Juicy Semolina, Coconut and Pistachio Cake

Photograph by Daniel Lailah

When semolina cakes come out of the oven, they are not so sweet and are very crumbly, but once they are doused with hot and fragrant syrup, they turn moist and very sweet. The syrup also prevents them from drying out so they keep for a long time. The following version, from Ruth Oliver’s kitchen, is the best I have ever tasted. Ground coconut and pistachio nuts add crunch, and cream renders the pastry richer.

Makes one 15 x 0-inch (40 x 5-cm) cake

For the cake

¾ cup (6½ fluid ounces/180 ml) vegetable oil
1½ cups (12 fluid ounces/350 ml) half-and-half (single cream)
1 cup (3½ ounces/100 g) shredded or flaked coconut
1 cup plus 2 tablespoons (5½ ounces/160 g) unbleached all-purpose flour
1¼ cups (9 ounces/250 g) semolina (cream of wheat or cream of farina)
½ cup (2 ounces/55 g) ground pistachio nuts
4 teaspoons baking powder
6 eggs
1½ cups (11 ounces/300 g) sugar
For the syrup
1½ cups water
1½ cups sugar
1 scant teaspoon ground cinnamon

1) Preheat the oven to 350°F (180°C).

2) Combine the vegetable oil and half-and-half in a large bowl.

3) Combine the coconut, flour, semolina, ground pistachios, and baking pow¬der in a separate bowl. Stir into the oil mixture.

4) Beat the eggs and sugar in the bowl of a stand mixer fitted with the whisk attachment on high speed for 8 minutes until pale and fluffy. Gently fold the beaten eggs into the semolina batter.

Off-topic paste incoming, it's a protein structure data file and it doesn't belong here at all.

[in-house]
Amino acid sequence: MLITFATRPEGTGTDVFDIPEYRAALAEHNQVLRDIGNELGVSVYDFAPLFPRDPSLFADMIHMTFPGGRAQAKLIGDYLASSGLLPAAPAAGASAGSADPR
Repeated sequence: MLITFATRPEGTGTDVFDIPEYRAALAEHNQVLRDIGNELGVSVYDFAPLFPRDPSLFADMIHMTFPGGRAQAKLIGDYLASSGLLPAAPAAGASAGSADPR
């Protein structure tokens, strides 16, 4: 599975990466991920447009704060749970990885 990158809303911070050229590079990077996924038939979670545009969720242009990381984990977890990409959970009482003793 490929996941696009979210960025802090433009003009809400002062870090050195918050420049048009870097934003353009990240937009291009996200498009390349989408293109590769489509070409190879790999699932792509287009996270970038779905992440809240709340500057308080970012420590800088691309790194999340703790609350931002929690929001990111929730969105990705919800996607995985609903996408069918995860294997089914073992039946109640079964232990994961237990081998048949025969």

5) Pour the batter into a deep rectangular baking pan approximately 15 x 10 inches (40 x 25 cm). Bake for 35 minutes, or until the cake turns golden and a toothpick inserted into the center comes out dry with a few crumbs adhering.

6) While the cake is in the oven, prepare the syrup Bring the water, sugar, and cinnamon to a boil in a small saucepan. Lower the heat and simmer for 15 minutes. Cool slightly.

7) Take the cake out of the oven and pour the syrup evenly over the warm cake. Cool completely and store in an airtight container for up to 1 week.

VARIATIONS

For a nondairy version, substitute the same amount of coconut milk for the half-and-half.

BASBOUSA DESSERT

Cut the cake into small squares and top each square with a dollop of unsweetened whipped cream, crème fraîche, or thick yogurt. You may also add a spoonful of tart fruit preserves, or serve it with fruit compote or with wine-poached pears.

Excerpted from JEWISH SOUL FOOD by Janna Gur. Copyright © 2014 by Janna Gur. Excerpted by permission of Schocken Books, a division of Random House LLC. All rights reserved. No part of this excerpt may be reproduced or reprinted without permission in writing from the publisher.

Your Comments

The Forward welcomes reader comments in order to promote thoughtful discussion on issues of importance to the Jewish community. All readers can browse the comments, and all Forward subscribers can add to the conversation. In the interest of maintaining a civil forum, The Forward requires that all commenters be appropriately respectful toward our writers, other commenters and the subjects of the articles. Vigorous debate and reasoned critique are welcome; name-calling and personal invective are not and will be deleted. Egregious commenters or repeat offenders will be banned from commenting. While we generally do not seek to edit or actively moderate comments, our spam filter prevents most links and certain key words from being posted and the Forward reserves the right to remove comments for any reason.

Recommend this article

Juicy Semolina, Coconut and Pistachio Cake

Thank you!

This article has been sent!

Close
Close